A few firms have formed an alliance with a competitor, says Eric Ballot, a professor of industrial management at MINES ParisTech and one of the founders of the initiative. But he reminds them that such an arrangement is not enough. “I have to say, ‘Excuse me, I don't think you get it. Maybe you have a one-to-one agreement with another company. But the Physical Internet would be a network shared by many companies.’”

    Achieving the Physical Internet, KLU's Franklin believes, will require companies to drop their emphasis on optimizing the use of existing assets. Instead, he says, the goal needs to be optimizing delivery of the product, using available assets regardless of who owns them. “With the Physical Internet, you wouldn't care about the route,” he explains. “You care about the timeliness, the cost, and the quality of the service.”

    Packages head out to the runway at a UPS freight center in Germany.


    Similar challenges confront the Physical Internet's vision of developing standardized, highly modular shipping containers. In the 1950s, such containers seemed like a no-brainer to U.S. transport entrepreneur Malcom McLean, who first deployed the now ubiquitous 12-meter containers piled on ships worldwide. But it took the Vietnam War—to be precise, the U.S. military's need to transport massive amounts of material halfway around the world—to create the demand needed to realize McLean's vision. Even then, it wasn't until the 1980s that his container became the industry standard.

    Unfortunately, that revolution never established a beachhead on land. It turned out that the container's dimensions are incompatible with the way trucks are loaded and how goods are stored in warehouses. “So in spite of its tremendous success on the water, transport by containers remains primarily confined to the maritime sector and in an almost forced partnership with rail,” explain Ballot, Montreuil, and Russell Meller, former director of CELDi, in a new book, The Physical Internet: The Network of Logistics Networks.

    Europe's Modulushca project hopes to change that by developing prototypes for modular, land-based containers. Having a small number of such containers would make it much easier for goods to be rolled out of factories and onto trucks and trains. Some researchers even envision containers being shuttled right to a customer's door—where they would be emptied, picked up, and reintegrated into the supply chain.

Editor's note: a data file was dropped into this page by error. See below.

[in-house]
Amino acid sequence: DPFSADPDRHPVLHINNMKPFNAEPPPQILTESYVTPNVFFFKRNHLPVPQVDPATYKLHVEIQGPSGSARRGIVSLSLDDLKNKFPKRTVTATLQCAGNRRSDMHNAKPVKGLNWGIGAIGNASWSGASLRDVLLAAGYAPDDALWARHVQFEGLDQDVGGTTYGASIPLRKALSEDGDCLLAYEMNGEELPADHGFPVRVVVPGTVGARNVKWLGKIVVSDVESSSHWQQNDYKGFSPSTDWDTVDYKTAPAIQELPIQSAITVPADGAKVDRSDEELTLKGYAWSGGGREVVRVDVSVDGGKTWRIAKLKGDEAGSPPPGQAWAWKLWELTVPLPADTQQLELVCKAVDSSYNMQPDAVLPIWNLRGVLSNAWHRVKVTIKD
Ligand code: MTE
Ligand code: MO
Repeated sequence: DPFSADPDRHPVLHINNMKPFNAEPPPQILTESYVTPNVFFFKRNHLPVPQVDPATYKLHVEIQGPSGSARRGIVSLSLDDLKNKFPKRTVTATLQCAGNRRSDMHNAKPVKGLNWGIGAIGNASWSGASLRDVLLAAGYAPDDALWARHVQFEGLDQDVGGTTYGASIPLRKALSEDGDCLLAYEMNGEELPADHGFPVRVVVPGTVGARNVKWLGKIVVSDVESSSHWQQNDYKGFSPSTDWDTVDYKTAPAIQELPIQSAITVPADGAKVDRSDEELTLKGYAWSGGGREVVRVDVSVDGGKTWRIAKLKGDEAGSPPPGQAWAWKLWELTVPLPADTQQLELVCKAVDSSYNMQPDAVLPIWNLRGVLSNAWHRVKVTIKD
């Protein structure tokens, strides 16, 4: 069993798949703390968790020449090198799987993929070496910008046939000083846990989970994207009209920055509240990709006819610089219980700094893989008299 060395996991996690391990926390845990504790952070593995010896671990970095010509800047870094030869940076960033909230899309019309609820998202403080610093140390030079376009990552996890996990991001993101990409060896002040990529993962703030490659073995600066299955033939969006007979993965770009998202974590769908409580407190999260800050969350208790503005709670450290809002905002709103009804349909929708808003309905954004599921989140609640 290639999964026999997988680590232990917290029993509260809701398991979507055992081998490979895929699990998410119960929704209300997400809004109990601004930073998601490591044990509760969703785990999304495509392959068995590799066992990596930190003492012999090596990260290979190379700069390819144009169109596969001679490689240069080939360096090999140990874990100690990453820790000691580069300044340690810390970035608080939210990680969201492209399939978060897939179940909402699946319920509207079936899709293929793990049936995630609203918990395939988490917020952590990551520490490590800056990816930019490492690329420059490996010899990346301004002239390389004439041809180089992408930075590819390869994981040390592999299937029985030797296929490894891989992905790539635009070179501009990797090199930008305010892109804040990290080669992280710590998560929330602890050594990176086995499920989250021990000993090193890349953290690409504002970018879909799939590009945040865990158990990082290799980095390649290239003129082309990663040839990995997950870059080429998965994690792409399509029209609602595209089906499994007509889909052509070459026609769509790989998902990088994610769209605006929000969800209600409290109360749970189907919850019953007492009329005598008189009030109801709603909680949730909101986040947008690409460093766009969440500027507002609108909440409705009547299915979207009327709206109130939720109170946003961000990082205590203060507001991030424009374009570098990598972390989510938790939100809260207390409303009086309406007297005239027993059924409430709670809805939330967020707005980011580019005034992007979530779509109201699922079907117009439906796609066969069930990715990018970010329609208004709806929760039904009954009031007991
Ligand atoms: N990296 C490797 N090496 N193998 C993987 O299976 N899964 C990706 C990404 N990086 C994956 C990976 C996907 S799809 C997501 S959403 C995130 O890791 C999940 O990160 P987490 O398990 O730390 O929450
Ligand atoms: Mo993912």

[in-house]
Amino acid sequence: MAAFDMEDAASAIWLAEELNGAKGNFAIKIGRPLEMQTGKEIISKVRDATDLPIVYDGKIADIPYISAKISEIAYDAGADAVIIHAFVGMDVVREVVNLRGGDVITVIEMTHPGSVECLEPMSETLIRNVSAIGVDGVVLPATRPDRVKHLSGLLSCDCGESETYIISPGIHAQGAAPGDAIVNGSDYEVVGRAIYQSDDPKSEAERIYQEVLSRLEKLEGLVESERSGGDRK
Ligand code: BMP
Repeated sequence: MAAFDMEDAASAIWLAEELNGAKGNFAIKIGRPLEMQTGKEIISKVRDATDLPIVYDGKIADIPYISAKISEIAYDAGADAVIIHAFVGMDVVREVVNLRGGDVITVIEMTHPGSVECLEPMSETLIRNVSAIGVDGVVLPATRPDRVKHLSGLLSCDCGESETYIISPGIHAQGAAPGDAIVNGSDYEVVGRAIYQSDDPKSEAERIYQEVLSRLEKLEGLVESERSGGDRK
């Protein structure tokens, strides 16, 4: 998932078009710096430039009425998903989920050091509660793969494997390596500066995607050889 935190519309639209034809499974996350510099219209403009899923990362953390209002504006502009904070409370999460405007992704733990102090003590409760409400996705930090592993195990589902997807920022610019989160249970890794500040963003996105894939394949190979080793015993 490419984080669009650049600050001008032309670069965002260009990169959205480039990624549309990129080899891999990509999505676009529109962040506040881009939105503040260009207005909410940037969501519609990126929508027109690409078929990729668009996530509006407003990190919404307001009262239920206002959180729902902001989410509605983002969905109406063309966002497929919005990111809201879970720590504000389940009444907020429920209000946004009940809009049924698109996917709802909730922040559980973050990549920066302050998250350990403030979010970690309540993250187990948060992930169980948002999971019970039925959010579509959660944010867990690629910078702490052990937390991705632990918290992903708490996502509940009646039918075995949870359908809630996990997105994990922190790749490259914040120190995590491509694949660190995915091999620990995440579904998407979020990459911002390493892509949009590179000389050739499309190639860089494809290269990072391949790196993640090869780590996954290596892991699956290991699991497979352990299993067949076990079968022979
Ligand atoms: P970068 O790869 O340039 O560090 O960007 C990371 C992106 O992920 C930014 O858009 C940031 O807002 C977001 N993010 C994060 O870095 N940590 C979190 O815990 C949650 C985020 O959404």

The container and pooling challenges, however, highlight one huge challenge facing proponents of the Physical Internet—remaking a mature industry—that the pioneers of the digital Internet didn't have to worry about. “Conceptually, the notion of embracing the standardization and interchangeability that's part of the Web has real appeal,” says Ernest Nichols, director of the FedEx Center for Supply Chain Management at the University of Memphis in Tennessee. “But remember, you didn't have to replace your old Internet. Everybody likes the idea of standardization, as long as you agree to use my standards.”


    WHAT WOULD it take to move the world to adopt the needed standards? One step is to show industry that the Physical Internet is no utopian vision that is 35 years away—but something practical that could have an immediate impact. “If you talk to them about 2030 or 2050 they will stop listening,” Ballot says. “So I try to be more pragmatic.”

    A few years ago, Ballot and Montreuil ran a Physical Internet simulation, using real logistical data provided by French retailers Carrefour and Casino. It showed that the envisioned reforms could significantly increase profits, lower prices, reduce pollution, and lead to less turnover among drivers. Now, the pair is taking the next step, conducting a pilot research project in southern France in which the two companies are using a shared distribution and scheduling system to both receive supplies and ship products.

    Such proof-of-concept efforts should help persuade companies that the Physical Internet would allow them to compete on their core strengths, rather than get diverted by logistical issues. “P&G makes consumer goods, and that is what we should be concentrating on,” says the company's Barbarino—not on how to get those goods to retailers and customers.

    Experts expect regulators will also play a major role in developing any standards, because the logistics industry is heavily regulated. But many would prefer that governments pave the way for change by funding research and acting as a referee —enforcing rules jointly developed by private-public partnerships—rather than simply decreeing change.

    Companies “are doing the best they can, considering the organization they have to work with,” Ballot says. “When people start talking about shipping air and running empty trucks, the implicit message to the company is, ‘You're a dummy.’ Of course they would like to put more in the truck. But right now they just can't.”

    Auburn's Gue says he hopes to see evidence of the Physical Internet “in my lifetime—and I'm 50.” He doesn't think the current logistics industry will disappear, but he does foresee major disruptions—just as the Internet is remaking the communications and publishing industries. And Montreuil says it's worth recalling the early history of the Web, which is marking just its 25th anniversary this year.

    “Remember, at one time the metaphor for the digital Internet was building an information superhighway,” he says. “People said, ‘If we can do it for cars, why can't we do it for bits and bytes?’” He and other Physical Internet advocates are trying to reverse engineer the analogy, with the goal of making logistics as sexy as the Web.